Tag:Bud Black
Posted on: May 9, 2011 8:05 pm
 

Black, Roenicke meet in tribute to Scioscia

MILWAUKEE -- Way back when Mike Scioscia was winning his first game as a manager, Bud Black and Ron Roenicke were at his side.

"I sent him a text, and told him, 'I still remember the first one,'" Black said Monday, a day after Scioscia's 1,000th career win.

Black was Scioscia's pitching coach for seven years, until he left to manage the Padres. Roenicke was an Angels coach for 11 years, until he left last winter to manage the Brewers.

Somehow, it seems appropriate that the day after his milestone win, two of his ex-coaches faced off as managers, with Black's Padres visiting Roenicke's Brewers Monday night.

There are three of them now, Black and Roenicke and Joe Maddon, a Scioscia coach for six years before he left for Tampa Bay.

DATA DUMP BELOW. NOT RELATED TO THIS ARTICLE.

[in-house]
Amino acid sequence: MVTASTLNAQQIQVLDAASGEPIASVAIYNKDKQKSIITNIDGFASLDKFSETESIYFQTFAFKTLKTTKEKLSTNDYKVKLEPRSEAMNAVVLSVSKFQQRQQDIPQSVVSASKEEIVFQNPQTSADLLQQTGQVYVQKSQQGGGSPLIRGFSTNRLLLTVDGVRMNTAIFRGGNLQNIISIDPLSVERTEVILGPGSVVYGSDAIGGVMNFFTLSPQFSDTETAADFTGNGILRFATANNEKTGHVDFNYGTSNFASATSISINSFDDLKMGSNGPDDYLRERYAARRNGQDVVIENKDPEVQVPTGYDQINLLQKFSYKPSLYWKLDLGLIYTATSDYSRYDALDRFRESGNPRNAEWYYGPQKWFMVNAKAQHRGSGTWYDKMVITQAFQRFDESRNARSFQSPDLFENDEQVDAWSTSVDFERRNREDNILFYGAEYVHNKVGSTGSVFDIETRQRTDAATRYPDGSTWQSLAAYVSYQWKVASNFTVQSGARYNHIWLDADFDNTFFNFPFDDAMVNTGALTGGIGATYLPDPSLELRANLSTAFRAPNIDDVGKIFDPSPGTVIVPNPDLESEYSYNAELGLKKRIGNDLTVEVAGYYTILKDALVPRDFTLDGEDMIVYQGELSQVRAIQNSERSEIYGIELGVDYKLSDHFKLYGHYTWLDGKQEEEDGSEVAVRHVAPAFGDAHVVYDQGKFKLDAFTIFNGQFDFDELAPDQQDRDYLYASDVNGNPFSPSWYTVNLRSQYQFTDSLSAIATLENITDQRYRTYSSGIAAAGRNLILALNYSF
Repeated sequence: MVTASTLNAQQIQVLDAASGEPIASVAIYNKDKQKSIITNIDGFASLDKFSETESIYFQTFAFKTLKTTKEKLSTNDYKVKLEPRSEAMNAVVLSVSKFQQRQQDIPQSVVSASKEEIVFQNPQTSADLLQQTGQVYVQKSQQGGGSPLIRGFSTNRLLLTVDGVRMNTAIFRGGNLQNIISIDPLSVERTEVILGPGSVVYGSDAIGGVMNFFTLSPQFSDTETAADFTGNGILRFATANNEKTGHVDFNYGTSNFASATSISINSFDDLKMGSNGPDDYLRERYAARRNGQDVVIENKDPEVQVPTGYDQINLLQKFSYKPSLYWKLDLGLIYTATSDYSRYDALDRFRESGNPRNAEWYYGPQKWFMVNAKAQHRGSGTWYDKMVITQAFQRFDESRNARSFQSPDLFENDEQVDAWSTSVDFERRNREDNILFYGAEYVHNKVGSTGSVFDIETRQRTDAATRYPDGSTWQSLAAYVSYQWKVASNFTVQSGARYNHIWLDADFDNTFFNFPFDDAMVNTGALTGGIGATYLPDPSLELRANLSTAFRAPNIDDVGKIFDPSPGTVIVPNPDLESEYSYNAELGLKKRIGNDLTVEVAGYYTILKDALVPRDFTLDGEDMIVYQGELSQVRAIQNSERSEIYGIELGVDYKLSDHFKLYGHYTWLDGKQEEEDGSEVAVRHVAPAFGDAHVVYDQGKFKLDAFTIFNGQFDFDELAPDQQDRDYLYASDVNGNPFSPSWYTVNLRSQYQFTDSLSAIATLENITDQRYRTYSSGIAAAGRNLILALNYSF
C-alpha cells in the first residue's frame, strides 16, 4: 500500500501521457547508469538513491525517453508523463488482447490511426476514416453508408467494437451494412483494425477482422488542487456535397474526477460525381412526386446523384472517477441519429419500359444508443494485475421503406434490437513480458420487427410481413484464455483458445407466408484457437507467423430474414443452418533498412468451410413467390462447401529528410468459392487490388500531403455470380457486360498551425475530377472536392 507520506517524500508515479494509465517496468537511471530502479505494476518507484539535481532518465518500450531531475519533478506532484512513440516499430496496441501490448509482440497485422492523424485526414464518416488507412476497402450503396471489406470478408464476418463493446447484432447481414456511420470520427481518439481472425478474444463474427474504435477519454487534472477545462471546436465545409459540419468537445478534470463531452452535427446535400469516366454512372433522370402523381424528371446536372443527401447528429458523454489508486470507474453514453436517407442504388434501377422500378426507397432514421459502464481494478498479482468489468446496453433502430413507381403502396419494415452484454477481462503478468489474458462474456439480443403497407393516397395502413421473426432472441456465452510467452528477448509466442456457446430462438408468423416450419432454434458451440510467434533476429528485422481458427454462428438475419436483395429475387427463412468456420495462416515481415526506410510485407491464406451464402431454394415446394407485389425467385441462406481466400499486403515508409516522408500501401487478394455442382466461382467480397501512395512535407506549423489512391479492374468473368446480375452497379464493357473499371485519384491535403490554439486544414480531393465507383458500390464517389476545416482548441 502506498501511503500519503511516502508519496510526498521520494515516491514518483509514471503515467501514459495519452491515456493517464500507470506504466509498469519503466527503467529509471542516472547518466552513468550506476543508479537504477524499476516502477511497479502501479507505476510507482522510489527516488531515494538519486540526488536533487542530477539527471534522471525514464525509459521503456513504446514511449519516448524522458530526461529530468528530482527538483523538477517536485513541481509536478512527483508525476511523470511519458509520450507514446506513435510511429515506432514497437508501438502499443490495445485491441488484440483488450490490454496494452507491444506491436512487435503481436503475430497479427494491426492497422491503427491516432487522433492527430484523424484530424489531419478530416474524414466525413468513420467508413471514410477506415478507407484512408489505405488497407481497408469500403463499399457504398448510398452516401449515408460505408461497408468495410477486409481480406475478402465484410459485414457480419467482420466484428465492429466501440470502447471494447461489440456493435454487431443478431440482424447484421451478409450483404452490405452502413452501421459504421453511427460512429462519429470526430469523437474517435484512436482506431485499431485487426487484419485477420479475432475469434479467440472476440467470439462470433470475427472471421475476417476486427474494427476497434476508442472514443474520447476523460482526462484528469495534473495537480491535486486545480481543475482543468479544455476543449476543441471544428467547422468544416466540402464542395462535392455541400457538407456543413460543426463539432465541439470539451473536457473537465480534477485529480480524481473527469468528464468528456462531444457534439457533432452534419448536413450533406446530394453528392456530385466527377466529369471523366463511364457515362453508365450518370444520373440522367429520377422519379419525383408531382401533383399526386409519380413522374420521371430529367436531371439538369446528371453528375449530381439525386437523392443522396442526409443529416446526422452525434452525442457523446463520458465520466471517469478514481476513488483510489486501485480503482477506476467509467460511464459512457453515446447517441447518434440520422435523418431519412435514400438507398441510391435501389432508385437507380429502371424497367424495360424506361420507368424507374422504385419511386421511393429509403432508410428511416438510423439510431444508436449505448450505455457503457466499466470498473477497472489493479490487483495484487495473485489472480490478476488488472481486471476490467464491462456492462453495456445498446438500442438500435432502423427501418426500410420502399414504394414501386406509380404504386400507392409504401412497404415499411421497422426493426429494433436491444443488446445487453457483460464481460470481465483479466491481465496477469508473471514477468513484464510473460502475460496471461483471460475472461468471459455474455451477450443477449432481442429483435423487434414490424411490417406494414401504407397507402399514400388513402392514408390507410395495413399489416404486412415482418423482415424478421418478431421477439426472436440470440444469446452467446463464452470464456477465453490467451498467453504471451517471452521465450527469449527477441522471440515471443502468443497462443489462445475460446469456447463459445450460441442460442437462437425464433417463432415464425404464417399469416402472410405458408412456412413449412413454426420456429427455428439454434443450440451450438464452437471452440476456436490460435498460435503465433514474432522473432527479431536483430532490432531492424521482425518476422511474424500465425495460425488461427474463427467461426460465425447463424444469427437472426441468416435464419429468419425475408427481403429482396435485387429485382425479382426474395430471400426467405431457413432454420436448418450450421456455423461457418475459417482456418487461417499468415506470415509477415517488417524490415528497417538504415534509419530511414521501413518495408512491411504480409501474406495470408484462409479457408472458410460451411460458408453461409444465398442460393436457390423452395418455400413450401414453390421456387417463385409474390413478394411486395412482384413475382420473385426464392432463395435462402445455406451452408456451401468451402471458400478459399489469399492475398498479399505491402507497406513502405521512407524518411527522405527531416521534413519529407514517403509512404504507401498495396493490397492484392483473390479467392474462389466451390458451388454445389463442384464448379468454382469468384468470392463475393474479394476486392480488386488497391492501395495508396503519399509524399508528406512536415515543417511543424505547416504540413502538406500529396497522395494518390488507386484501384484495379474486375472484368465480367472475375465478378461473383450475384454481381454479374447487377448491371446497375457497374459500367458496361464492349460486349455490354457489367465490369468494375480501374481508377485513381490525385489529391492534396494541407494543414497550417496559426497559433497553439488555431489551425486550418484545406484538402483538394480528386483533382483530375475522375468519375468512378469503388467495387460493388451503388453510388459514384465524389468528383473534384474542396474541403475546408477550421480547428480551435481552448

Maddon has won a manager of the year award. Black won one last year.

And Scioscia is still winning games with the Angels.

"I knew [back then] that he was going to be a successful manager," Black said Monday.

Black and Maddon have met twice in interleague series, with the Padres winning two of three games each time. But, as Black pointed out, his record against Scioscia isn't nearly as good.

They met in one interleague series, in 2009. The Angels swept the series, outscoring the Padres, 26-7.

"When you work with someone, you know what they are . . . and you still can't stop him," Black said.

Posted on: April 19, 2011 7:45 pm
Edited on: April 19, 2011 7:49 pm
 

Hold off on judging Brewers, but not the manager

PHILADELPHIA -- It's too early to judge the Brewers.

It may not be too early to judge the Brewers' new manager.

We still haven't seen the Brewer rotation as it was designed, because we still haven't seen Zack Greinke throw a pitch for Milwaukee. We still haven't seen the Brewer lineup as designed, because Corey Hart still hasn't had an at-bat this year. We haven't even seen the Brewer bullpen as designed, because Takashi Saito appeared in just two games before going on the disabled list, and LaTroy Hawkins has yet to make his debut.